Given the posterior predictive distribution for a new data point $x^*$, the posterior predictive distribtion given some data $(X,Y)$

\begin{align*} p(y^*|x^*,X,Y) = \int p(y^*|x^*,\omega) p(\omega|X,Y) \, d \omega \end{align*}

gives us the distribution of future predicted data $y^*$.

What is the logic behind the integral? Why do we need an integral here?


EDIT: What is the intuition behind the integral? Obviously it measures some kind of area within $p(y^*|x^*,\omega) p(\omega|X,Y)$, which are nothing more than mass functions.

  • 1
    $\begingroup$ Perhaps $\omega$ is unobserved so the best you can do is integrate it out using a distribution $p(\omega \lvert X,Y)$ conditioned on the variables you observe $X$,$Y$. But unless you provide more detail on the set up, the is simply guessing. $\endgroup$ Commented May 27, 2020 at 8:14
  • $\begingroup$ @JesperforPresident thanks for your comment. The new data point $x^*$ depends on parameter $\omega$, whereas the posterior distribution of $\omega$ depends on given data $X$. The definition of the posterior predictive distribution I used is from wikipedia. Perhaps the intuition of using an integral here isn't clear to me. $\endgroup$
    – MJimitater
    Commented May 27, 2020 at 8:21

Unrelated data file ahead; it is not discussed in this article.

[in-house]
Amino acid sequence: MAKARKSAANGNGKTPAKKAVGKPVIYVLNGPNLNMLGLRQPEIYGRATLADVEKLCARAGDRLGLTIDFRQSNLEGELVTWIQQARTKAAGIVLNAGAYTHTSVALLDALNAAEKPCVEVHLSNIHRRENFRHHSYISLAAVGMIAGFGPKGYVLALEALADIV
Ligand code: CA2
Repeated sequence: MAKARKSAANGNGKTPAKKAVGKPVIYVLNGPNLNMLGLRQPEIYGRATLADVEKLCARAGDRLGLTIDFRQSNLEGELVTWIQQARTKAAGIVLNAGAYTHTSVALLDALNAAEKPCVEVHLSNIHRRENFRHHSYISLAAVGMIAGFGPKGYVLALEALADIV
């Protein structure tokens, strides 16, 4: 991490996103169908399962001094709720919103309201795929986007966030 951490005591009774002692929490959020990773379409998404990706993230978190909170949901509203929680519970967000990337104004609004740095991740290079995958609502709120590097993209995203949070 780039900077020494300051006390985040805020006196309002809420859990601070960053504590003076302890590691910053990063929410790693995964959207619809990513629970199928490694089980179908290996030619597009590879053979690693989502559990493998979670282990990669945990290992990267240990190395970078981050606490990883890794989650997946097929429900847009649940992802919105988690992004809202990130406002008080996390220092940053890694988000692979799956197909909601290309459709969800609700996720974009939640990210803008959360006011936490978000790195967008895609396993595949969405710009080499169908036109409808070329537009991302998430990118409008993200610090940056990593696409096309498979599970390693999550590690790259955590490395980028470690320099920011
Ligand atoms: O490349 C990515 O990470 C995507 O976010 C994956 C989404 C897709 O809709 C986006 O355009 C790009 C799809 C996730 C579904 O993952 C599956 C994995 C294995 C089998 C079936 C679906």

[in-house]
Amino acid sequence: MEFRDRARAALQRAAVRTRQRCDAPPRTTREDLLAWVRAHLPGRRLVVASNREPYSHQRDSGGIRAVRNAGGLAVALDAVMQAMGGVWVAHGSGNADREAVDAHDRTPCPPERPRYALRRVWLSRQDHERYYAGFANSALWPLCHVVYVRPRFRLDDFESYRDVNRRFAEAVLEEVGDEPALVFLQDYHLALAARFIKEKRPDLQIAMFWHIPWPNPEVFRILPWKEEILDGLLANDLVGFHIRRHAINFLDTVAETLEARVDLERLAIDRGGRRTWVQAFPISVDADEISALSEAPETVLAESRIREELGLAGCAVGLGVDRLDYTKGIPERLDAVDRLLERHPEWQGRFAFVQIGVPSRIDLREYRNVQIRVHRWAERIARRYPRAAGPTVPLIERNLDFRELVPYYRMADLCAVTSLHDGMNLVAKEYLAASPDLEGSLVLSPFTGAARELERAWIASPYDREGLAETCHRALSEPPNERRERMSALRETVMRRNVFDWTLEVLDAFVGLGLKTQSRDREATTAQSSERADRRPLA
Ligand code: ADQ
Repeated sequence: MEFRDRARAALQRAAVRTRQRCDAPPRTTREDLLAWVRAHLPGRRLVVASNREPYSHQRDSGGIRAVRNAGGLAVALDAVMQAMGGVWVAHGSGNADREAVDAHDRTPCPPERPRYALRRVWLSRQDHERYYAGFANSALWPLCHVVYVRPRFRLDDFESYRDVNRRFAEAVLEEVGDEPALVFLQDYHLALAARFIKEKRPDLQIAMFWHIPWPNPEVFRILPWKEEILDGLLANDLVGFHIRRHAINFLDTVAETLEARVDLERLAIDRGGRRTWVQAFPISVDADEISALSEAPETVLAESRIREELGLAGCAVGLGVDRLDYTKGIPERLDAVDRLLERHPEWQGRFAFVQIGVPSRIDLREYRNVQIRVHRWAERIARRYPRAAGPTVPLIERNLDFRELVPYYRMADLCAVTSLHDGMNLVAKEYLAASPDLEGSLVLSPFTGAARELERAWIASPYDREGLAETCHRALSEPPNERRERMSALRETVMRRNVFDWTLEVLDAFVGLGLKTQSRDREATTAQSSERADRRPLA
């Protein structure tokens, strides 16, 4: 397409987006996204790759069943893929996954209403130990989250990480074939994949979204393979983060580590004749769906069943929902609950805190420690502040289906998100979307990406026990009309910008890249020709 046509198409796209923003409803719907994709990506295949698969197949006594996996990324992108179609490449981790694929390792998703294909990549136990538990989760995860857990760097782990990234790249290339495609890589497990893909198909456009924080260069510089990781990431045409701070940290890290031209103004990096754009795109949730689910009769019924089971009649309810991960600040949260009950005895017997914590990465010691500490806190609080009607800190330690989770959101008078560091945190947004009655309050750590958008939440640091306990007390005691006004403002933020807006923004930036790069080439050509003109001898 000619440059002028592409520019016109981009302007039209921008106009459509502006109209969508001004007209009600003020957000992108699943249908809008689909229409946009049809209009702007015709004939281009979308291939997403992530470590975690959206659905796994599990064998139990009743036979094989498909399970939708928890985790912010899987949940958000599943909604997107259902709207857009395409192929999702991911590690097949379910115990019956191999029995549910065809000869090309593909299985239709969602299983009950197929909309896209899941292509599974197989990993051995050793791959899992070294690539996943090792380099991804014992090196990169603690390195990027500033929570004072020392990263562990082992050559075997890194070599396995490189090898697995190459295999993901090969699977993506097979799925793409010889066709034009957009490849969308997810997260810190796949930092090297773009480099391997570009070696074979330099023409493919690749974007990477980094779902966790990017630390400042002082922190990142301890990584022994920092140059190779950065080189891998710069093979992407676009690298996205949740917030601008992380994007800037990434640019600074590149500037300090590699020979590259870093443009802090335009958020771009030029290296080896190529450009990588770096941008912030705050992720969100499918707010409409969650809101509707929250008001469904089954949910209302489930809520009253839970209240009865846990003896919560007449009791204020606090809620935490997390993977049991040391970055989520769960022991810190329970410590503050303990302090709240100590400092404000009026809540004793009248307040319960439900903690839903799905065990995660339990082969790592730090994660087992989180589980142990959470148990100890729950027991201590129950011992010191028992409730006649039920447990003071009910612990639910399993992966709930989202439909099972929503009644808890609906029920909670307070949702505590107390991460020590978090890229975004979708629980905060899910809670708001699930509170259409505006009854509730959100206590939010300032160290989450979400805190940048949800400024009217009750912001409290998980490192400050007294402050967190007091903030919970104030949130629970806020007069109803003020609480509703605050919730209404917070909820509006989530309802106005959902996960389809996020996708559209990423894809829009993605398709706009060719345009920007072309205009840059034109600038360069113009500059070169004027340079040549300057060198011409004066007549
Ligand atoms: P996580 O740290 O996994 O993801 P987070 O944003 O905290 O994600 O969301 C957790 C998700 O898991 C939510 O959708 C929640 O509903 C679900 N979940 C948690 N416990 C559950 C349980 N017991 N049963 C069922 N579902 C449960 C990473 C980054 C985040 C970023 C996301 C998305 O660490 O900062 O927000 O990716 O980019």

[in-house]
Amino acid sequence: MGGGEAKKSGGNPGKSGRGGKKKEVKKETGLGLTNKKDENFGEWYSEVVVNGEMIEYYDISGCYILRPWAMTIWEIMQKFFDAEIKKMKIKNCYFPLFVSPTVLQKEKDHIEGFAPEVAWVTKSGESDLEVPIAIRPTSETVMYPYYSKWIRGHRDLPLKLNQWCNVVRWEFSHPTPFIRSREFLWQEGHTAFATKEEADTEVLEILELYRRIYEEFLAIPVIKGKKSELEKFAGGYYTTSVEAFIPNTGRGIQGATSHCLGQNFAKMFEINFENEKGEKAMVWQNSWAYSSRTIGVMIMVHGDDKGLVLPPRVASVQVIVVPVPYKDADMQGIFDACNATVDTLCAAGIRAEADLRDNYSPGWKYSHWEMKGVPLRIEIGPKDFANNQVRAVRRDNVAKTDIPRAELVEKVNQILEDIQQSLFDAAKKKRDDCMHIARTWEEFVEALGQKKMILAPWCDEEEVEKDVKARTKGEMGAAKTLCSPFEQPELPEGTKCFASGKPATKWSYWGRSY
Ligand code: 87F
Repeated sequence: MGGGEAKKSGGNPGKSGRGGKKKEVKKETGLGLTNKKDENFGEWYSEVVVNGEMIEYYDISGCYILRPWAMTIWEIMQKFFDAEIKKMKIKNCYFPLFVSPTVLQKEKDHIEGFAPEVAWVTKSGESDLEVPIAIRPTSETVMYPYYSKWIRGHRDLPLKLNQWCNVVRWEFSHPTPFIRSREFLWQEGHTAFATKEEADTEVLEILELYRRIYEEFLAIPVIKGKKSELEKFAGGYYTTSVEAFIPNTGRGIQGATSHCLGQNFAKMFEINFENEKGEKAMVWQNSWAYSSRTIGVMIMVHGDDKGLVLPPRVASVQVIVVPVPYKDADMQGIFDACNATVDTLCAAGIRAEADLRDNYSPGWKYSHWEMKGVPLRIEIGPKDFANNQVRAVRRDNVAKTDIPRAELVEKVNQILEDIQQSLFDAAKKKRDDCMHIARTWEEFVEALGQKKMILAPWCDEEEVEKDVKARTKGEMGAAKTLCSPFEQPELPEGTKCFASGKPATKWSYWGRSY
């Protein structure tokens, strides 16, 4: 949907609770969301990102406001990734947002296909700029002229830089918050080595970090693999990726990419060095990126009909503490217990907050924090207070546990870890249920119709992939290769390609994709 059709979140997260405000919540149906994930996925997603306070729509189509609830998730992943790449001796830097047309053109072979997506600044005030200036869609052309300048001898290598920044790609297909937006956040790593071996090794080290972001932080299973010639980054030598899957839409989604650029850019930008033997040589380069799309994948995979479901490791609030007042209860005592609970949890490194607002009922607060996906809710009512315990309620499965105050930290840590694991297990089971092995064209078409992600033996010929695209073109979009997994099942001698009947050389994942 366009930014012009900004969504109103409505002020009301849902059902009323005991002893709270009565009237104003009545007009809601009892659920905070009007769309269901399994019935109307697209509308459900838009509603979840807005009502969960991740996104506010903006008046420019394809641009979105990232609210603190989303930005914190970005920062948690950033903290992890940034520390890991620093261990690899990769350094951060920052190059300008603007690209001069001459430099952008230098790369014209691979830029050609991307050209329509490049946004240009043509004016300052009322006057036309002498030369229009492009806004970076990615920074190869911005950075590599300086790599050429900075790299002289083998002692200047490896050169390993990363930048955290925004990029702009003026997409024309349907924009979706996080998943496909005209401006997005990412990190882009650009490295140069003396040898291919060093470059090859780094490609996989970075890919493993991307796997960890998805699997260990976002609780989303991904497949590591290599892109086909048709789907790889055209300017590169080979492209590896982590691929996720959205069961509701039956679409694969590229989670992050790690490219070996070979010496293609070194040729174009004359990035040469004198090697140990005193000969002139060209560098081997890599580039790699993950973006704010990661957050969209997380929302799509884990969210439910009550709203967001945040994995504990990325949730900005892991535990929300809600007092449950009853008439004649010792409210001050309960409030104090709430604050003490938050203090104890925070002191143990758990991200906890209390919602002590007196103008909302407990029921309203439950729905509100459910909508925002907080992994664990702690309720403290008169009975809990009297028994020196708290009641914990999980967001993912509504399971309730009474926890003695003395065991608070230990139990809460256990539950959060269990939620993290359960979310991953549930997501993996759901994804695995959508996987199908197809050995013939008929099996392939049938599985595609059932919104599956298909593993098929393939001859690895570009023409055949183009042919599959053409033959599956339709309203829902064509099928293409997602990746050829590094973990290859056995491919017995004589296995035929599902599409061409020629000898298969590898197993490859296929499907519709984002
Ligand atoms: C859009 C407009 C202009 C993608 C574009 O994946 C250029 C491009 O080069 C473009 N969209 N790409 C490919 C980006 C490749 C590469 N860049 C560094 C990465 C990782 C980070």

1 Answer 1


You don't exactly know $\omega$ but you have some idea, a distribution based on the previous data you've seen, which is described by $p(\omega|X,Y)$. If you had a constant $\omega_0$, the posterior predictive distribution would be $p(y^*|x^*,\omega_0)$, but the integral is basically an expected value (i.e. a weighted average) over all possible $\omega$.

By the way, the integral is at the same time comes from total probability law: $$p(y^*|x^*,X,Y)=\int \underbrace{p(y^*|x^*,\omega,X,Y)p(\omega|X,Y)}_{p(y,\omega|x^*,X,Y)}d\omega=\int p(y^*|x^*,\omega)p(\omega|X,Y)d\omega$$

The first term inside the integral is simplified as $p(y^*|x^*,\omega,X,Y)=p(y^*|x^*,\omega)$, because when you actually know the model parameters, you don't need the training data to learn them. So, given the input $x^*$, the output $y^*$ is assumed to be dependent on only the model parameters, $\omega$.


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